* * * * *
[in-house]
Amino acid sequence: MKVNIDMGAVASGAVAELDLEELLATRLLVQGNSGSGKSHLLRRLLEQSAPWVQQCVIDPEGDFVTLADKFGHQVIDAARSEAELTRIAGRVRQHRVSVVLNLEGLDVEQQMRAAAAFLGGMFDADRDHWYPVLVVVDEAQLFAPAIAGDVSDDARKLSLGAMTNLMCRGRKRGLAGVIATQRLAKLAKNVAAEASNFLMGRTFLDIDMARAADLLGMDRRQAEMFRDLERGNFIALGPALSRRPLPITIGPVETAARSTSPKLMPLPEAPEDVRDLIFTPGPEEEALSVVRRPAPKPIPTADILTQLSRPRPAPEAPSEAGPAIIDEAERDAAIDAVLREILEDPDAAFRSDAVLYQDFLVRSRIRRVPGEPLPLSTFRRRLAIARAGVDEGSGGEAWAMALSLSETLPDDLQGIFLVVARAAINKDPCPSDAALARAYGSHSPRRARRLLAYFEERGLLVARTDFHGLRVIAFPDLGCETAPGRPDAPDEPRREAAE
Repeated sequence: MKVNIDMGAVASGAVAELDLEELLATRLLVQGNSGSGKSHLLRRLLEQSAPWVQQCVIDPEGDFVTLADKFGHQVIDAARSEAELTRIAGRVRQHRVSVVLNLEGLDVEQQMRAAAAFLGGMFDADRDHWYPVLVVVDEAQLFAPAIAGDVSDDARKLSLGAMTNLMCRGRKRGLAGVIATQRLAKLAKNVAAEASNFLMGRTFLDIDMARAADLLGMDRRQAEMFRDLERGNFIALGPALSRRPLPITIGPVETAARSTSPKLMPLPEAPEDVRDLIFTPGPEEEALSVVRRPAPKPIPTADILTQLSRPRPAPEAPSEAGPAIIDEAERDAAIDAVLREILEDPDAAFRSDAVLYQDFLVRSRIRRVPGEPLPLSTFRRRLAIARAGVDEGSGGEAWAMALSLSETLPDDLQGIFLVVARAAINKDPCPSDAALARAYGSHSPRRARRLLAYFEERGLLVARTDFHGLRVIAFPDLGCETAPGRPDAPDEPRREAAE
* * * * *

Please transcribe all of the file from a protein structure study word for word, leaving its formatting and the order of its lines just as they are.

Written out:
[in-house]
Amino acid sequence: MKVNIDMGAVASGAVAELDLEELLATRLLVQGNSGSGKSHLLRRLLEQSAPWVQQCVIDPEGDFVTLADKFGHQVIDAARSEAELTRIAGRVRQHRVSVVLNLEGLDVEQQMRAAAAFLGGMFDADRDHWYPVLVVVDEAQLFAPAIAGDVSDDARKLSLGAMTNLMCRGRKRGLAGVIATQRLAKLAKNVAAEASNFLMGRTFLDIDMARAADLLGMDRRQAEMFRDLERGNFIALGPALSRRPLPITIGPVETAARSTSPKLMPLPEAPEDVRDLIFTPGPEEEALSVVRRPAPKPIPTADILTQLSRPRPAPEAPSEAGPAIIDEAERDAAIDAVLREILEDPDAAFRSDAVLYQDFLVRSRIRRVPGEPLPLSTFRRRLAIARAGVDEGSGGEAWAMALSLSETLPDDLQGIFLVVARAAINKDPCPSDAALARAYGSHSPRRARRLLAYFEERGLLVARTDFHGLRVIAFPDLGCETAPGRPDAPDEPRREAAE
Repeated sequence: MKVNIDMGAVASGAVAELDLEELLATRLLVQGNSGSGKSHLLRRLLEQSAPWVQQCVIDPEGDFVTLADKFGHQVIDAARSEAELTRIAGRVRQHRVSVVLNLEGLDVEQQMRAAAAFLGGMFDADRDHWYPVLVVVDEAQLFAPAIAGDVSDDARKLSLGAMTNLMCRGRKRGLAGVIATQRLAKLAKNVAAEASNFLMGRTFLDIDMARAADLLGMDRRQAEMFRDLERGNFIALGPALSRRPLPITIGPVETAARSTSPKLMPLPEAPEDVRDLIFTPGPEEEALSVVRRPAPKPIPTADILTQLSRPRPAPEAPSEAGPAIIDEAERDAAIDAVLREILEDPDAAFRSDAVLYQDFLVRSRIRRVPGEPLPLSTFRRRLAIARAGVDEGSGGEAWAMALSLSETLPDDLQGIFLVVARAAINKDPCPSDAALARAYGSHSPRRARRLLAYFEERGLLVARTDFHGLRVIAFPDLGCETAPGRPDAPDEPRREAAE